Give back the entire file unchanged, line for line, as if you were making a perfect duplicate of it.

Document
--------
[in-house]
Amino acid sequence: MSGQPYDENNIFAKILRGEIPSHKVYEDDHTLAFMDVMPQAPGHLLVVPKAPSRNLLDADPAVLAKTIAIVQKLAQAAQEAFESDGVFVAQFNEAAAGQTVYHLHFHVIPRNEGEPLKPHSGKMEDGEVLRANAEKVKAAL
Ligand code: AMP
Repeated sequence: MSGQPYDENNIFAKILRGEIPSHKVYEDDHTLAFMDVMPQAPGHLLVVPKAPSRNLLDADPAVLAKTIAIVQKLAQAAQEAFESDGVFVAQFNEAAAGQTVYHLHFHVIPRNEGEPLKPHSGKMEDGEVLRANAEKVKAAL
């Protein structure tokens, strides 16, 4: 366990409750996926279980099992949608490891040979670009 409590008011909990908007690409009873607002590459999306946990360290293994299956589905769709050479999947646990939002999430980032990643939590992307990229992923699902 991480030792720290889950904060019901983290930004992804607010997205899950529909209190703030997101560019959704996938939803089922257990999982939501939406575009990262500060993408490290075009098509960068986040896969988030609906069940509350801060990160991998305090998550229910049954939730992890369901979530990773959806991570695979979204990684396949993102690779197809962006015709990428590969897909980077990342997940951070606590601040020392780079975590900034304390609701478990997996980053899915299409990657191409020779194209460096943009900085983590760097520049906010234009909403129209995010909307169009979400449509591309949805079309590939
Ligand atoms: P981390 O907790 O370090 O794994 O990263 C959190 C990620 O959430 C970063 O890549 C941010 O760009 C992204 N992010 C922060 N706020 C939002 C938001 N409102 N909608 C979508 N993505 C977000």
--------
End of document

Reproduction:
[in-house]
Amino acid sequence: MSGQPYDENNIFAKILRGEIPSHKVYEDDHTLAFMDVMPQAPGHLLVVPKAPSRNLLDADPAVLAKTIAIVQKLAQAAQEAFESDGVFVAQFNEAAAGQTVYHLHFHVIPRNEGEPLKPHSGKMEDGEVLRANAEKVKAAL
Ligand code: AMP
Repeated sequence: MSGQPYDENNIFAKILRGEIPSHKVYEDDHTLAFMDVMPQAPGHLLVVPKAPSRNLLDADPAVLAKTIAIVQKLAQAAQEAFESDGVFVAQFNEAAAGQTVYHLHFHVIPRNEGEPLKPHSGKMEDGEVLRANAEKVKAAL
């Protein structure tokens, strides 16, 4: 366990409750996926279980099992949608490891040979670009 409590008011909990908007690409009873607002590459999306946990360290293994299956589905769709050479999947646990939002999430980032990643939590992307990229992923699902 991480030792720290889950904060019901983290930004992804607010997205899950529909209190703030997101560019959704996938939803089922257990999982939501939406575009990262500060993408490290075009098509960068986040896969988030609906069940509350801060990160991998305090998550229910049954939730992890369901979530990773959806991570695979979204990684396949993102690779197809962006015709990428590969897909980077990342997940951070606590601040020392780079975590900034304390609701478990997996980053899915299409990657191409020779194209460096943009900085983590760097520049906010234009909403129209995010909307169009979400449509591309949805079309590939
Ligand atoms: P981390 O907790 O370090 O794994 O990263 C959190 C990620 O959430 C970063 O890549 C941010 O760009 C992204 N992010 C922060 N706020 C939002 C938001 N409102 N909608 C979508 N993505 C977000």